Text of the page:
Straight male rockers are donning frocks to protest anti-drag bills: 'If my job is to wear a dress to help, then I'll wear a dress all day.'

Guster, Yo La Tengo and Vandoliers have all recently worn dresses onstage, in a show of support for drag queens and queer people being targeted by conservative lawmakers.

Country-punk band Vandoliers and Guster's Ryan Miller dress in drag to protest anti-drag legislation in Tennessee and Florida. (Photos: Rachel Dodd, Ang Hopkins)
Country-punk band Vandoliers and Guster's Ryan Miller dress in drag to protest anti-drag legislation in Tennessee and Florida. (Photos: Rachel Dodd, Ang Hopkins)

Country-punk sextet Vandoliers were on tour in late February when they read about a controversial new Tennessee bill criminalizing public drag shows as “adult-oriented performances that are harmful to minors.” The Dallas band’s multi-instrumentalist, Cory Graves, tells Yahoo Entertainment that he knew exactly what he and his bandmates needed to do before their gig that week at biker bar the Shed Smokehouse & Juke Joint in Maryville, Tenn.

They sprang into action. They went dress-shopping.

“We had just seen that the law was maybe going to be signed around the time that we were going to be in Tennessee,” Graves recalls. “I was looking at our calendar and I was like, ‘Oh, shit, we're going to be in Tennessee in two days. I'm going to get a dress and do this, because I believe in it.’ It's like a middle finger, and just a show of support to a class of people that's getting shit on for no reason. … And so, we all went to some vintage stores and had the shop ladies help us find dresses. They were trying to show us what would look good on our broad-shouldered bodies or whatever.”

“Cory is very smart and had a really great way of harmlessly telling somebody to f*** themselves,” frontman Joshua Fleming chuckles. “And I thought that this was just such a really respectful way for a bunch of smelly straight dudes to [protest] without being violent, being a problem, or offending a bunch of people — just an act of kindness to a small community of people in rural Tennessee, maybe change a couple of country-bumpkin minds and move on. And it turned into our voice being out there.”

On March 2, the day of Vandoliers' Shed show, the anti-drag bill was signed into law by Tennessee Gov. Bill Lee. As the six-piece strutted onto the stage that night decked out in their new feminine finery, with Shania Twain's “Man, I Feel Like a Woman” blasting over the PA as their entrance music, Fleming was admittedly “really nervous — because it was at a Harley shop! At first we were like, ‘This is gonna be good! We're gonna get in there, stick it to some rural people, give 'em a dash of their own medicine!’ But then it was like, ‘Um, let’s just try not to get our asses kicked.’”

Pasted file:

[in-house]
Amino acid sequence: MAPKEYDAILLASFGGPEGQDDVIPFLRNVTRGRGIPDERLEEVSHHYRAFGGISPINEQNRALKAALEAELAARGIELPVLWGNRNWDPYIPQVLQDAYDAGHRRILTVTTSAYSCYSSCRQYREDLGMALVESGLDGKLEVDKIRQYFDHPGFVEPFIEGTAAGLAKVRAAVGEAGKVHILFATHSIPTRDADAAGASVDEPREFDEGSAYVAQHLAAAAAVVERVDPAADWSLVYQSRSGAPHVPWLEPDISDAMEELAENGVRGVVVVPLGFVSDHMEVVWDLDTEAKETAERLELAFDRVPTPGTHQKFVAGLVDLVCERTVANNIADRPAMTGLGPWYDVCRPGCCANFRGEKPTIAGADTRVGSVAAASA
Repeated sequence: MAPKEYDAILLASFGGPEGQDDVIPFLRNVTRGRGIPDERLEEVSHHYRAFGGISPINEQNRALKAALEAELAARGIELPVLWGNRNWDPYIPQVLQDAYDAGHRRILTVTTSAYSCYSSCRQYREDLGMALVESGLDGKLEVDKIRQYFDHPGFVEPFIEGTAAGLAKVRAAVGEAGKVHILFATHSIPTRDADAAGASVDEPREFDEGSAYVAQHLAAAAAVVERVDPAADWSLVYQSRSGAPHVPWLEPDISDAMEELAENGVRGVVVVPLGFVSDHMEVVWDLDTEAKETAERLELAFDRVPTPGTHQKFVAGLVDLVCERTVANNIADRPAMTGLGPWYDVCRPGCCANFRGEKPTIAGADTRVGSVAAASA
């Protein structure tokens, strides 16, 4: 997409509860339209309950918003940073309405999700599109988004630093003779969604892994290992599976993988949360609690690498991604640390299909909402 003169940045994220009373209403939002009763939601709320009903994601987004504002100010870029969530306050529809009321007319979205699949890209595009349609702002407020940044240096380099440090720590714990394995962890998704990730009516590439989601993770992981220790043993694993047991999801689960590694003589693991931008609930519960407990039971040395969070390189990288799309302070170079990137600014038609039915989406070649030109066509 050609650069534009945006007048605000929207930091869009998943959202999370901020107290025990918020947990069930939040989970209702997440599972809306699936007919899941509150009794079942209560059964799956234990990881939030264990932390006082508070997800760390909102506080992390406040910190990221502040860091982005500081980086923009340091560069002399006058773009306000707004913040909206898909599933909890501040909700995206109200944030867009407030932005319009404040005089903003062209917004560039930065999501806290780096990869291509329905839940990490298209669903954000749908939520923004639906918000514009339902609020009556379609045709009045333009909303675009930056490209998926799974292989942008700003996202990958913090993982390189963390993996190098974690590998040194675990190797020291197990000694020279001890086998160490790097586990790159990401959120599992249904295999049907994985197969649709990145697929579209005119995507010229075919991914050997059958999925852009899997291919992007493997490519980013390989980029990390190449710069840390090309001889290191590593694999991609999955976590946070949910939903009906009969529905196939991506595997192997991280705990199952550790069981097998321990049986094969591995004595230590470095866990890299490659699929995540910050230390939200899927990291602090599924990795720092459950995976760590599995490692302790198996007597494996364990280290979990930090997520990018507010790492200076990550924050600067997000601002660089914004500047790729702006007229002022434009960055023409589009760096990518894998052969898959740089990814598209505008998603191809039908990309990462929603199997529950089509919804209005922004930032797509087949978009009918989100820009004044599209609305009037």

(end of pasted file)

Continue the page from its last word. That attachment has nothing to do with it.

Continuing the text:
However, the Shed’s audience reaction ended up being “overwhelmingly positive,” says Graves. “People really saw the entertainment and the harmlessness in it, saw the joy in it.” A social media post of the hairy rocker dudes proudly modeling their thrift-store couture, captioned with “F*** a drag bill,” went viral soon thereafter, with the band later auctioning off their dresses for LGBTQ+ charities in Tennessee.

“The [auction] total was like $2,277.69, I believe. It was definitely 69 cents, for sure,” Fleming laughs.

Since that Vandoliers gig, other straight, cis, male rock bands have staged their own drag protests. On March 13, the two male members of veteran indie-rock trio Yo La Tengo, Ira Kaplan and James McNew, played their encore at Nashville’s Basement East in drag. While no one in Yo La Tengo overtly addressed the anti-drag law during their set, the band later released the following statement through their label, Matador Records: “What we did last night couldn’t have been clearer, and requires no further comment.”

Then, this week, pop-rock band Guster also donned dresses for their encore at the Ponte Vedra Concert Hall in Ponte Vedra Beach, Fla., in response to a similar new Florida bill arguing that drag shows are a “serious danger to public health and safety” for children.

“Never played an encore in drag before but we did just that in Ponte Vedra FL tonight. Wouldn’t have thought to do it but all the attention from Florida politicians convinced us to try. Kinda liked it. Thanks for the idea Ron DeSantis!” Guster drummer Brian Rosenworcel tweeted that evening, March 26, with a photo of Guster singer Ryan Miller rocking a floral frock, winged Winehouse eyeliner, and platinum wig. “We’re not usually very political onstage but if you try to squash creative expression you’ll only summon more of it. Keep fighting, Florida.”